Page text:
Sent messages should also be received in a consistent state.

      Message logging

      Alternative
      Instead of taking an (expensive) checkpoint, try to replay your
      (communication) behavior from the most recent checkpoint: store messages in a log.

      Assumption

      We assume a piecewise deterministic execution model:
    25. The execution of each process can be considered as a sequence of state intervals
    26. Each state interval starts with a nondeterministic event (e.g., message receipt)
    27. Execution in a state interval is deterministic
    28. Conclusion

      If we record nondeterministic events (to replay them later), we obtain a
      deterministic execution model that will allow us to do a complete replay

      Message logging and consistency

      When should we actually log messages?
      Issue: Avoid orphans:
    29. Process Q has just received and subsequently delivered messages m1 and m2
    30. Assume that m2 is never logged.
    31. After delivering m1 and m2, Q sends message m3 to process R
    32. Process R receives and subsequently delivers m3.
      • Figure : Incorrect replay of messages after recovery, leading to an orphan process.
      `
    33. Message-logging schemes

      Notations
    34. HDR[m]: The header of message m containing its source, destination, sequence number, and delivery number
      The header contains all information for resending a message and
      delivering it in the correct order (assume data is reproduced by the application)
      A message m is stable if HDR[m] cannot be lost (e.g., because it has been written to stable storage)
    35. DEP[m]: The set of processes to which message m has been delivered, as well as any message that causally depends on delivery of m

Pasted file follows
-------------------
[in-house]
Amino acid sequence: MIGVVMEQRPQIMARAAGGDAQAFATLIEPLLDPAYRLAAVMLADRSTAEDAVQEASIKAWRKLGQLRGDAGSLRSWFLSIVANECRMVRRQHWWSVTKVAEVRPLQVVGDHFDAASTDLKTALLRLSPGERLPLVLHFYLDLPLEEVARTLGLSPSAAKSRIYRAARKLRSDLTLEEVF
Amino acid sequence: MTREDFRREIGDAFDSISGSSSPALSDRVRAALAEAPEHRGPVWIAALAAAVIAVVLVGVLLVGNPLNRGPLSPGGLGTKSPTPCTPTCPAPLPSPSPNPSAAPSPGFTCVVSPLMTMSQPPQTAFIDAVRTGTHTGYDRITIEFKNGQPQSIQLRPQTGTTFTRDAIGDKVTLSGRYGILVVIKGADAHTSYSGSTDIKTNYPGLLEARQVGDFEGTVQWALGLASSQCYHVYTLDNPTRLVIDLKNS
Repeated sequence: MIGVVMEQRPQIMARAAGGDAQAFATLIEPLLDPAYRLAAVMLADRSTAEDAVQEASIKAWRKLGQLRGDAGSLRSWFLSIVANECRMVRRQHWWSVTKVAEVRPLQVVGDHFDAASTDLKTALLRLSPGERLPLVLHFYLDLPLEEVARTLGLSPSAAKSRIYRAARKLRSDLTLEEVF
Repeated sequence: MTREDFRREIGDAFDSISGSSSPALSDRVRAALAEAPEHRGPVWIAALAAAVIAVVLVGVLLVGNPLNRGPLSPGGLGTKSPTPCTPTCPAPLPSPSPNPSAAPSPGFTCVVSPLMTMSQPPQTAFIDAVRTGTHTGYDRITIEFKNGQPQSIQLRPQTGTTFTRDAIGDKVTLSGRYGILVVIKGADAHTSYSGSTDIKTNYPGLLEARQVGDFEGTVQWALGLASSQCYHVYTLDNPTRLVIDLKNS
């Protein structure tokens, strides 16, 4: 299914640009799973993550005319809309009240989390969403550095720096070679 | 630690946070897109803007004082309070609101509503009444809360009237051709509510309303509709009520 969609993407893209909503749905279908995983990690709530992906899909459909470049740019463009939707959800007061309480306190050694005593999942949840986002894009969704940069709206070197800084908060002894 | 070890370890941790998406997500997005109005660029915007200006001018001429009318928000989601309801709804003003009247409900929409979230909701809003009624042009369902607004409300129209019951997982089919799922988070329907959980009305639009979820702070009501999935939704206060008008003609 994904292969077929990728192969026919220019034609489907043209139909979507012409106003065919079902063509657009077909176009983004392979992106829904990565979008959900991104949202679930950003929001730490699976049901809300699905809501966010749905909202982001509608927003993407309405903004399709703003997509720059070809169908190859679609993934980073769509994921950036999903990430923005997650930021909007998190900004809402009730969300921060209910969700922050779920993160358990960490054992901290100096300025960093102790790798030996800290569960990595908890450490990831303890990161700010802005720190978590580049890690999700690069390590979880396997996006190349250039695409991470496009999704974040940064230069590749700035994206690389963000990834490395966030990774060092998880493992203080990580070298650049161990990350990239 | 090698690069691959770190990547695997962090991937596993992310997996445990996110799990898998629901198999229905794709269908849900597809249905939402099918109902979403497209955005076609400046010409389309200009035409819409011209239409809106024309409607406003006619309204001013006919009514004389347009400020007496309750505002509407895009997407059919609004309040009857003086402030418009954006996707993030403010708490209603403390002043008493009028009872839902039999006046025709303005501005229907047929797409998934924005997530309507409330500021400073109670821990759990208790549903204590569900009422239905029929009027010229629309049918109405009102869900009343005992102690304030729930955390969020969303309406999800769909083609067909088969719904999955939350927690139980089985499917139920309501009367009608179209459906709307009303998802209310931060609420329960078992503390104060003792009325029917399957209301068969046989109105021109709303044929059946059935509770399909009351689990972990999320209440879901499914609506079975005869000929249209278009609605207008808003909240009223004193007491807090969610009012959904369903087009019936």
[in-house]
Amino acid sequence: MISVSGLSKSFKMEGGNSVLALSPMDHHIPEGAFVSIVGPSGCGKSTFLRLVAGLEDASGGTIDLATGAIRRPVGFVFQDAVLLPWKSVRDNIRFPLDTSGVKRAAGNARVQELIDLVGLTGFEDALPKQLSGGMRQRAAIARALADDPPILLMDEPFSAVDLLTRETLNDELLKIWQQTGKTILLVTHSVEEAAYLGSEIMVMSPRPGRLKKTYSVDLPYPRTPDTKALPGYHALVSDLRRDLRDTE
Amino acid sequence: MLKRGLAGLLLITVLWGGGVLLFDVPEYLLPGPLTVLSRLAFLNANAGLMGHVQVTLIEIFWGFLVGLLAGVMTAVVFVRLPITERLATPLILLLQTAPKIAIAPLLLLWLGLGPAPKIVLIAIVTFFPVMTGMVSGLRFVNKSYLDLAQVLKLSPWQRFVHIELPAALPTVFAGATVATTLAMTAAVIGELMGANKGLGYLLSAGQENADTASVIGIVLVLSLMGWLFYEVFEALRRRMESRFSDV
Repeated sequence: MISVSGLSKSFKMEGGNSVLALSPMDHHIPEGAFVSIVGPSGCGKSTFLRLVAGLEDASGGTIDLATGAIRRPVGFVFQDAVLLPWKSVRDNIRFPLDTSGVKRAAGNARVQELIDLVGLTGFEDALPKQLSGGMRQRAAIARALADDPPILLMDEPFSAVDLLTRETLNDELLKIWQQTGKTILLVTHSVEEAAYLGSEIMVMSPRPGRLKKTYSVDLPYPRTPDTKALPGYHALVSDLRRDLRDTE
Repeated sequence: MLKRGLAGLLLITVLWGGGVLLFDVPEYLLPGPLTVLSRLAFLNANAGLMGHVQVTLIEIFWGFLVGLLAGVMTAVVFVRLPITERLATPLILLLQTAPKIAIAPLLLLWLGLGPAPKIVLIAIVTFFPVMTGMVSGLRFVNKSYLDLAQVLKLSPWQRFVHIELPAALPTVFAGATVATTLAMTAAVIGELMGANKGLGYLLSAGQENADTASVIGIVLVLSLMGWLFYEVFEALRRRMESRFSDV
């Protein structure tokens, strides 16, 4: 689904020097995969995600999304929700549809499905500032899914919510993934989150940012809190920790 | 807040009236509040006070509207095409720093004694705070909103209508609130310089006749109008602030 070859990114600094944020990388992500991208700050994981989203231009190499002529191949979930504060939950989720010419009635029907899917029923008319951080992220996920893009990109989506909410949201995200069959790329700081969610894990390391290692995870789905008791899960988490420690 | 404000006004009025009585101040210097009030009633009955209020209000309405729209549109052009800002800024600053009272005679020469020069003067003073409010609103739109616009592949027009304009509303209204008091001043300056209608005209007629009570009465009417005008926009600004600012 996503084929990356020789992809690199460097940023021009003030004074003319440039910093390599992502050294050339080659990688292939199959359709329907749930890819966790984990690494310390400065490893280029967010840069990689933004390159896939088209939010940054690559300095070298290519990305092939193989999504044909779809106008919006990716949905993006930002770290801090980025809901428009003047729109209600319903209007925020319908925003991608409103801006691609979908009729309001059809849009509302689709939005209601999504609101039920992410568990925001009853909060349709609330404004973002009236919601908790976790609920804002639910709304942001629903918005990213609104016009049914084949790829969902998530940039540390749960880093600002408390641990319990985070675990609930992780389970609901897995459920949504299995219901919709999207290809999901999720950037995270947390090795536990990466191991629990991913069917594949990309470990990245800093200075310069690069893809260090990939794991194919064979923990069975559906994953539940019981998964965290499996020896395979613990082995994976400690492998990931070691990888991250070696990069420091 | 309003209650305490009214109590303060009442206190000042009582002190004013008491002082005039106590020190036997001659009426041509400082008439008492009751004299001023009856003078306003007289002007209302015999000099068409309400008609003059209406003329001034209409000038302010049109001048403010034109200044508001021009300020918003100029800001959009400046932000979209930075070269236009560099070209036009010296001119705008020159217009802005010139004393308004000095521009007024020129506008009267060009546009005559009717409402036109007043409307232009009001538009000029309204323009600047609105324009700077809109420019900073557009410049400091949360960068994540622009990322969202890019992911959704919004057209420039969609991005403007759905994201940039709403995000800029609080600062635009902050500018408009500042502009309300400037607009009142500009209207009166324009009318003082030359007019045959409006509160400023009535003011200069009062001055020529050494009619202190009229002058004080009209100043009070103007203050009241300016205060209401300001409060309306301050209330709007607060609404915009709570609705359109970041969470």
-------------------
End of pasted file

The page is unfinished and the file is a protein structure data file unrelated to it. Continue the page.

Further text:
36. COPY[m]: The set of processes that have a copy of HDR[m] in their volatile memory

      Characterization

      If C is a collection of crashed processes, then Q ∉ C is an orphan if there is a message m such that Q ∈ DEP[m] and COPY[m] ⊆ C (i.e. All processes that have a copy of m are crashed and Q depends on m!)

      Note

      We want ∀m ∀C :: COPY[m] ⊆ C => DEP[m] ⊆ C. This is the same as saying that ∀m :: DEP[m] ⊆ COPY[m].

      Goal

      No orphans means that for each message m,
        DEP[m] ⊆ COPY[m]

      Pessimistic protocol

      For each nonstable message m, there is at most one process dependent on m, that is |DEP[m]| ≤ 1.

      Consequence

      An unstable message in a pessimistic protocol must be made stable before sending a next message.

      Optimistic protocol

      For each unstable message m, we ensure that if COPY[m] ⊆ C, then eventually also DEP[m] ⊆ C, where C denotes a set of processes that have been marked as faulty

      Consequence

      To guarantee that DEP[m] ⊆ C, we generally rollback each orphan process Q until Q ∉ DEP[m]